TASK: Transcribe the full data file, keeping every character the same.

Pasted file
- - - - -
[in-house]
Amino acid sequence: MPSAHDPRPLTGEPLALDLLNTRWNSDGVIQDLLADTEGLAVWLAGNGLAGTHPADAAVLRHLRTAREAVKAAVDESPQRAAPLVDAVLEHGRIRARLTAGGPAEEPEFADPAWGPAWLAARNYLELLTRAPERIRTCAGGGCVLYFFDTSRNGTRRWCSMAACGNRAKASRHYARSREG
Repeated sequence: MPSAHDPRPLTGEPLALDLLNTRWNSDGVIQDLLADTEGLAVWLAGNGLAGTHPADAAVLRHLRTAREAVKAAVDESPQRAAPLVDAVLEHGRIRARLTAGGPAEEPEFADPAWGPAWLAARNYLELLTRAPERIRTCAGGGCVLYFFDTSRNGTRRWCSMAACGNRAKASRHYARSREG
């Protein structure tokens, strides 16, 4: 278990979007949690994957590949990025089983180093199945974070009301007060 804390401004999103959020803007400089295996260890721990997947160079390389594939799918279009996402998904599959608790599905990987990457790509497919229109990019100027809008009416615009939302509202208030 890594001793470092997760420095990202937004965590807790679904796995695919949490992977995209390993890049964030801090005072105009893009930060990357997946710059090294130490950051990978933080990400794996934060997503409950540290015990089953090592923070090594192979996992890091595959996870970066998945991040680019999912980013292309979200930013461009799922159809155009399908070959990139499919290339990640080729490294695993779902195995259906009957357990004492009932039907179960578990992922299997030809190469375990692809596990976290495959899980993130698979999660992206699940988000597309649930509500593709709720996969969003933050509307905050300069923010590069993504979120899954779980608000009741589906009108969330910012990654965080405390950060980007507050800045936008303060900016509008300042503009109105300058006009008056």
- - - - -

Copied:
[in-house]
Amino acid sequence: MPSAHDPRPLTGEPLALDLLNTRWNSDGVIQDLLADTEGLAVWLAGNGLAGTHPADAAVLRHLRTAREAVKAAVDESPQRAAPLVDAVLEHGRIRARLTAGGPAEEPEFADPAWGPAWLAARNYLELLTRAPERIRTCAGGGCVLYFFDTSRNGTRRWCSMAACGNRAKASRHYARSREG
Repeated sequence: MPSAHDPRPLTGEPLALDLLNTRWNSDGVIQDLLADTEGLAVWLAGNGLAGTHPADAAVLRHLRTAREAVKAAVDESPQRAAPLVDAVLEHGRIRARLTAGGPAEEPEFADPAWGPAWLAARNYLELLTRAPERIRTCAGGGCVLYFFDTSRNGTRRWCSMAACGNRAKASRHYARSREG
């Protein structure tokens, strides 16, 4: 278990979007949690994957590949990025089983180093199945974070009301007060 804390401004999103959020803007400089295996260890721990997947160079390389594939799918279009996402998904599959608790599905990987990457790509497919229109990019100027809008009416615009939302509202208030 890594001793470092997760420095990202937004965590807790679904796995695919949490992977995209390993890049964030801090005072105009893009930060990357997946710059090294130490950051990978933080990400794996934060997503409950540290015990089953090592923070090594192979996992890091595959996870970066998945991040680019999912980013292309979200930013461009799922159809155009399908070959990139499919290339990640080729490294695993779902195995259906009957357990004492009932039907179960578990992922299997030809190469375990692809596990976290495959899980993130698979999660992206699940988000597309649930509500593709709720996969969003933050509307905050300069923010590069993504979120899954779980608000009741589906009108969330910012990654965080405390950060980007507050800045936008303060900016509008300042503009109105300058006009008056």